Case Report

By Dr. Doddi Lopamudra , Dr. Kami Shetty Shekar , Dr. Ravi Chandra , Dr. Md Mohammed Khwaja Moinuddin , Dr. Karthik Prasad , Dr. Shanti Priya , Dr. Smitha
Corresponding Author Dr. Doddi Lopamudra
Conservative and endodontics , Sri sai Dental College, Sri sai Dental College - India
Submitting Author Dr. Lopamudra Doddi
Other Authors Dr. Kami Shetty Shekar
Sri Sai College of Dental Surgery, Sri Sai College of Dental Surgery, Vikarabad - India

Dr. Ravi Chandra
Sri Sai College of Dental Surgery, - India

Dr. Md Mohammed Khwaja Moinuddin
Sri Sai College of Dental Surgery, - India

Dr. Karthik Prasad
Sri Sai College of Dental Surgery, - India

Dr. Shanti Priya
Sri Sai College of Dental Surgery, - India

Dr. Smitha
Sri Sai College of Dental Surgery, - India


Endodontic Management by Cone Beam Computed Tomography and Vista scan of Maxillary Second Molar with Parastyle ?A Case report

Lopamudra D, Shekar K, Ravi Chandra, Mohammed Khwaja Moinuddin M, Karthik Prasad, Shanti Priya, et al. Endodontic Management by Cone Beam Computed Tomography and Vista scan of Maxillary Second Molar with Parastyle - A Case report. WebmedCentral DENTISTRY 2016;7(6):WMC005134

This is an open-access article distributed under the terms of the Creative Commons Attribution License(CC-BY), which permits unrestricted use, distribution, and reproduction in any medium, provided the original author and source are credited.
Submitted on: 29 Jun 2016 10:51:14 AM GMT
Published on: 29 Jun 2016 10:52:08 AM GMT


Lopamudra1, ShekarK1, RaviChandra2, MohammedKhwajaMoinuddin2, KarthikPrasad3, ShantiPriya3, Smitha4

Thorough knowledge of the root canal anatomy and its complexities is essential to provide successful root canal treatment. Variations in tooth form and anatomy may be found in the form of anomalous cusps or additional roots. In permanent molars, changes in the tooth morphology may occur either in the form of an additional tooth (paramolar) or supernumerary cusp (paramolar tubercle). The knowledge of the internal anatomy of the paramolar tubercles is very important as they influence the treatment outcome. This case report investigates the anatomical and morphological characteristics of a case with well-developed lobulated cusp occurring on the buccal surface of maxillary left second molar with the aid of CBCT and Vistascan.


Paramolar tubercle is additional cusp present on buccal surface of a permanent molar2. Dahlberg in 1945 introduced paleontologic nomenclature where he referred to this structure as “parastyle” when additional cusp presents in the upper molars and “protostylid” when additional cusp presents in the lower molars3. Morphologically they attain a shape called tuberculate i.e. barrel shaped crown with rudimentary root, often paired. Incidence of paramolar tubercle varies from 0% to 0.1% in maxillary first molars, 0.4% to 2.8% in maxillary second molars and 0% to 4.7% in maxillary third molars3.Variations in tooth morphology and anatomy makes endodontic treatment challenging. Hence, a proper understanding of these variations is important in order to ensure success in endodontic treatment.  Conventional intraoral radiographs have  their own inherent  limitation  that  may  restrict  their  use in  the  management  of  certain complicated  cases . To avoid these limitations Vista scan and Cone  beam computed tomography (CBCT) had been used in this study as an adjunctive tool in the interpretation of this root canal anatomy. This  article  presents  a  case  report  on  the endodontic  management  of   maxillary second  molar  fused  to  paramolar  tubercle that was successfully managed with the aid of cone  beam  computed  tomography  and  Vistascan.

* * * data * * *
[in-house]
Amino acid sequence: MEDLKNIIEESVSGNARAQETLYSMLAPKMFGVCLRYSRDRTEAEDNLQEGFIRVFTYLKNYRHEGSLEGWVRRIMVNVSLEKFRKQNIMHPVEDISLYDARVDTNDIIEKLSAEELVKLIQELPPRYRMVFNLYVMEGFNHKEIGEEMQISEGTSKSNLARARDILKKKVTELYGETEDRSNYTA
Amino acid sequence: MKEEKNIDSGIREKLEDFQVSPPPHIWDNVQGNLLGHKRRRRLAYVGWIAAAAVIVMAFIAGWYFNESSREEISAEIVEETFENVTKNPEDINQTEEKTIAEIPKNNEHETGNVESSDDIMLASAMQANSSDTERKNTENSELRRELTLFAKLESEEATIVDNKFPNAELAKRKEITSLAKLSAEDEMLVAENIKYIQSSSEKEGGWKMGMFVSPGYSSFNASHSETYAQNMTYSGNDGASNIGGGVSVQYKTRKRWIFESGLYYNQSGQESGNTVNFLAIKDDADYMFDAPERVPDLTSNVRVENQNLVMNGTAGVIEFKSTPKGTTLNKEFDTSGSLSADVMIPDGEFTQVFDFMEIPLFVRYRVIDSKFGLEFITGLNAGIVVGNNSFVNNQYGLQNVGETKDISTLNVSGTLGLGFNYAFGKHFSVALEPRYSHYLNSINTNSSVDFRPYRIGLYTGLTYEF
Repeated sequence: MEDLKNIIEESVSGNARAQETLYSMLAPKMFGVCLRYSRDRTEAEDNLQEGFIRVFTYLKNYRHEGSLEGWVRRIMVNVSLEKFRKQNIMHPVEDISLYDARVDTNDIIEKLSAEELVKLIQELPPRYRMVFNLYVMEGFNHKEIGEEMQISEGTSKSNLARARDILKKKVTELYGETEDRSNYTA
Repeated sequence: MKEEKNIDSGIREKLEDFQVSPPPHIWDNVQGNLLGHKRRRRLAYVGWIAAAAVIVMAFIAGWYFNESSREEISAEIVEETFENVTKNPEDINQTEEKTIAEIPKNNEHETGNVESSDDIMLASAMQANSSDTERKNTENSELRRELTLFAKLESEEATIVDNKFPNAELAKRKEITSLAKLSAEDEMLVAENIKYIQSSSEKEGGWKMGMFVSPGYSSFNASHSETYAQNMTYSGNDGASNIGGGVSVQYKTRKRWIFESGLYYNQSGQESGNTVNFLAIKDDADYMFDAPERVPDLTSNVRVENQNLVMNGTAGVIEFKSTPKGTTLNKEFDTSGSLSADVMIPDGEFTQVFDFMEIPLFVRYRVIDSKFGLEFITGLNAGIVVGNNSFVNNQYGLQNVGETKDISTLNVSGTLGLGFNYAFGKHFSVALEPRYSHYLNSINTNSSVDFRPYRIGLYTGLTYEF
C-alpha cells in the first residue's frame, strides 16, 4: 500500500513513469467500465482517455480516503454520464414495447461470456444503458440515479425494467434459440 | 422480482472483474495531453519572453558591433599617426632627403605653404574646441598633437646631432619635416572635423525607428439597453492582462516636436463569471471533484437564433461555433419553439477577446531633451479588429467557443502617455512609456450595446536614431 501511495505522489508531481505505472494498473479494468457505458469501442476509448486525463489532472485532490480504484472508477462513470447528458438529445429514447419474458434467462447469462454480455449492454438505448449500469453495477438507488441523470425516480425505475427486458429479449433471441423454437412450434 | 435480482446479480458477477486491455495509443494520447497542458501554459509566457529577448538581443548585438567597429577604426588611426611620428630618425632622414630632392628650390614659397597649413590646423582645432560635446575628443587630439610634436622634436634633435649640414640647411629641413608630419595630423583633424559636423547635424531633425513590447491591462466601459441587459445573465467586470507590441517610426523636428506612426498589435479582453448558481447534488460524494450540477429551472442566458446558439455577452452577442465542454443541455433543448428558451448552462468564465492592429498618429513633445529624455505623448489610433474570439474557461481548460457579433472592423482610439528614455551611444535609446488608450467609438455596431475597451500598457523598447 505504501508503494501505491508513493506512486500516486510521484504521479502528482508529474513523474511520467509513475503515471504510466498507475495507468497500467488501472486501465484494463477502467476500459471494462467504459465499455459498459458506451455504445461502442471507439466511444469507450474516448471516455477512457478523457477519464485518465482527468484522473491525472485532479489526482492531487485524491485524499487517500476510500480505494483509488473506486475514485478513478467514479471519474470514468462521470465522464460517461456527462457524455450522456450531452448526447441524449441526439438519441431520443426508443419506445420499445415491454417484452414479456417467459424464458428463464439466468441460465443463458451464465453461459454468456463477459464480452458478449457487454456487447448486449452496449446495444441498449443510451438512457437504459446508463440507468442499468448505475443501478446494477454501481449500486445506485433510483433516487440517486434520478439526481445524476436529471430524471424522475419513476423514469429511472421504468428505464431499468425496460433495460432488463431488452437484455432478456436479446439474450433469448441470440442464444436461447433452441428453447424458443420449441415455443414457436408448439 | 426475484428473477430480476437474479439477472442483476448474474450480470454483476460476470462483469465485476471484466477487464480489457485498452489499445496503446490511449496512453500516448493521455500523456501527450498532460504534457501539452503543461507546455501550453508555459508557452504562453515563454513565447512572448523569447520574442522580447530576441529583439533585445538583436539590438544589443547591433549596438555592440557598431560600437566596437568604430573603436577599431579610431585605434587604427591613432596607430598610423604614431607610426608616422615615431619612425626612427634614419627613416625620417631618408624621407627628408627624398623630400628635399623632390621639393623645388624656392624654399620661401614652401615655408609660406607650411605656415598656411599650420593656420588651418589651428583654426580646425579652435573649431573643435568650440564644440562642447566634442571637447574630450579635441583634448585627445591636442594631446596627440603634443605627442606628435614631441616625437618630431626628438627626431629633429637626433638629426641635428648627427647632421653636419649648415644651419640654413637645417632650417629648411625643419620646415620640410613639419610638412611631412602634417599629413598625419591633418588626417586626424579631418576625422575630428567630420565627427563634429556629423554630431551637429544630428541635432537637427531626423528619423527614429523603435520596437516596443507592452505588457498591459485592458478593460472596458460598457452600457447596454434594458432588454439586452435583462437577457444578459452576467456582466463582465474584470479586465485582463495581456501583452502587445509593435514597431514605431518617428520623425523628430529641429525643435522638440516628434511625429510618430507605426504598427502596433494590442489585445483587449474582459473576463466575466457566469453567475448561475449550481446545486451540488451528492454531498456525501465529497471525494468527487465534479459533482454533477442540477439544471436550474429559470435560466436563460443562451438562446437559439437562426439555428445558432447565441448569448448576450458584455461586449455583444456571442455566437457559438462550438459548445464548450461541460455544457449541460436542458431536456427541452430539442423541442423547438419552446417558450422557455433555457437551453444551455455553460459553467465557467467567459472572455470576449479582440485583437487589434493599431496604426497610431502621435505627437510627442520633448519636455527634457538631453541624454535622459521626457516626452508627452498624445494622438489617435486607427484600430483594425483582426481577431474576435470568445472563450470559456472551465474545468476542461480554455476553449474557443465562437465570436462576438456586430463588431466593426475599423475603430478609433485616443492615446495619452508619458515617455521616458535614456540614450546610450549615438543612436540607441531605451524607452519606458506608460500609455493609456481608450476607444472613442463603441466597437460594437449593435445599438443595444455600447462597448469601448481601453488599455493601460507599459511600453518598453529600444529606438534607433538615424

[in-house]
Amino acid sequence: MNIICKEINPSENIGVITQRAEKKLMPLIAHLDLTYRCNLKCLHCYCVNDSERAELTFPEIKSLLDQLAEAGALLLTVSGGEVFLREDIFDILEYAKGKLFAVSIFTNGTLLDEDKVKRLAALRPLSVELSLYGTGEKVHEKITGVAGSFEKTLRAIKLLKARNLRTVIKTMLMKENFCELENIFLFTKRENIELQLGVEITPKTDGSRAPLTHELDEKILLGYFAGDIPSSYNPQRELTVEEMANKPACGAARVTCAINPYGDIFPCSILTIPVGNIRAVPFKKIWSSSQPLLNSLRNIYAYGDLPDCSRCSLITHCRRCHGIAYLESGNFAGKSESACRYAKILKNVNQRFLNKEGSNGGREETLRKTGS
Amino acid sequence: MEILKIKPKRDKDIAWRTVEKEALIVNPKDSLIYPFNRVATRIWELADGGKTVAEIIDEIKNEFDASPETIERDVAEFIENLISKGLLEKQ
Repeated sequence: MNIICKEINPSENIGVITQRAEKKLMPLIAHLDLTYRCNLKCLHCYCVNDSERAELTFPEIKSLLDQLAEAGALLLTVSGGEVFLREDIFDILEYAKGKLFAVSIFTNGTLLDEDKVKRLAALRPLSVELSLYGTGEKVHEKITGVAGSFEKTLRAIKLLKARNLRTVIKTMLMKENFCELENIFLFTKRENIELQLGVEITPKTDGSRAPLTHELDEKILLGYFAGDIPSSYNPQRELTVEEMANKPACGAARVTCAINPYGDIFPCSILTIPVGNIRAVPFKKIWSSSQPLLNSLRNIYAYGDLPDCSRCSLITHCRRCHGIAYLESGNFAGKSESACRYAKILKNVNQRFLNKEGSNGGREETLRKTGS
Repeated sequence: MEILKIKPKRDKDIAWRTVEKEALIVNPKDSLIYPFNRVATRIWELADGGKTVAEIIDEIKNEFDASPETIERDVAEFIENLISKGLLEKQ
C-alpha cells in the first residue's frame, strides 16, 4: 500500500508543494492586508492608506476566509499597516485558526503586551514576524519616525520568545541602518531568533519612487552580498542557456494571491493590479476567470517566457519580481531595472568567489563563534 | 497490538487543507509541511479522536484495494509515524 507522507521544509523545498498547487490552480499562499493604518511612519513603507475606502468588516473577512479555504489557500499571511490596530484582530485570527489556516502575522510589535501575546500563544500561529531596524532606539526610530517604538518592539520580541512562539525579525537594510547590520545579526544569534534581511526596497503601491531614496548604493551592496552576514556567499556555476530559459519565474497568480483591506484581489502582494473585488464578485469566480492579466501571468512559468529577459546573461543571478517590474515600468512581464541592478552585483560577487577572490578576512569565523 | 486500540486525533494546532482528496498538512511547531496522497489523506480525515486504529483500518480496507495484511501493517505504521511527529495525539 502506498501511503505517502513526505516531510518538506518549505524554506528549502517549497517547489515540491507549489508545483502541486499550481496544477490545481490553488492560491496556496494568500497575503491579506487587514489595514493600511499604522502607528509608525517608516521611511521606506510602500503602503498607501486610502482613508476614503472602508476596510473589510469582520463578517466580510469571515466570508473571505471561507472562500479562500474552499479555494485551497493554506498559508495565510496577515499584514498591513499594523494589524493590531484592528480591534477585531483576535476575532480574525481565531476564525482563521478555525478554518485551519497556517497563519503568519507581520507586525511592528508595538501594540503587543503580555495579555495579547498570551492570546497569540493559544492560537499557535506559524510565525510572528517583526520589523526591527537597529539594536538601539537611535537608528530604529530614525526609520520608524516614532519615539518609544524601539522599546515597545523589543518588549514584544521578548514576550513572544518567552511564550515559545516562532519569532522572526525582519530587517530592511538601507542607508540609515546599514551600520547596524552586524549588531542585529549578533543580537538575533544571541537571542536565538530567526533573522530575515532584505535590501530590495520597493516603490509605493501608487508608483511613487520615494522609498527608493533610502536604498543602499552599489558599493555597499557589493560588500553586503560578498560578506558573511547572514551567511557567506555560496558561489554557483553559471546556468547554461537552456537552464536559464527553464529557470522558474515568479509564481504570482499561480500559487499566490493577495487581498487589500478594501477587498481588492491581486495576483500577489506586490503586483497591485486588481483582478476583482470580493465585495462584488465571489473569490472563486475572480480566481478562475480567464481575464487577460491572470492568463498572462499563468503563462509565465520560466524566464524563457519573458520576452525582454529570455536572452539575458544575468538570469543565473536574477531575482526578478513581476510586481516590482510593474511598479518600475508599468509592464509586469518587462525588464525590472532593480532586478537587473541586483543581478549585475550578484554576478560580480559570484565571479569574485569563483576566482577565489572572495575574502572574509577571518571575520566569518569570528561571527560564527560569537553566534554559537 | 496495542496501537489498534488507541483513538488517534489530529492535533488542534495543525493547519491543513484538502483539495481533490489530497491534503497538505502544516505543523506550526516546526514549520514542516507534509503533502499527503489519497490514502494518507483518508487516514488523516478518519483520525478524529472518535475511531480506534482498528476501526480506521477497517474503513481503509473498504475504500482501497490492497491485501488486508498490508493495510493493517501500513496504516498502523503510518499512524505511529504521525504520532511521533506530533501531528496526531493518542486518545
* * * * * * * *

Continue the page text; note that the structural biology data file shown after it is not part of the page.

Case report

A 25-year-old female patient reported to the department  of  conservative  dentistry  and  endodontics  with  a  chief  complaint  of  pain  in  the upper left back region of the oral cavity for the past 1 week. Patient underwent incomplete endodontic access opening one year back and discontinued the treatment. On clinical examination, the left maxillary second molar was tender on percussion and it showed unusual crown morphology with a paramolar tubercle fused between the mesiobuccal and distobuccal cusp. Based on clinical and radiographic evaluation tooth showed slight periapical radiolucency and diagnosis of periapical abscess with periodontal widening was made. Patient was given medication for 5days.

Patient was recalled after 5 days and local anesthetic agent was administered for the patient.  Under rubber dam isolation, conventional endodontic access cavity was made using Endo access bur in tooth 27 and its fused counterpart. After  access  preparation,  four canals  were located with 10 size k file; namely, the mesiobuccal  (MB),  distobuccal  (DB),  and  palatal canal  (P) and a separate  canal  in  the fused  paramolar  tubercle Fig:1 . To  know whether  the  communication  existed  between the  canals,  a  CBCT (Kodak CS 9300 Care stream) 84kvp,10mA,FOV 5×5cm   analysis  was  performed with the patient’s consent Fig:2.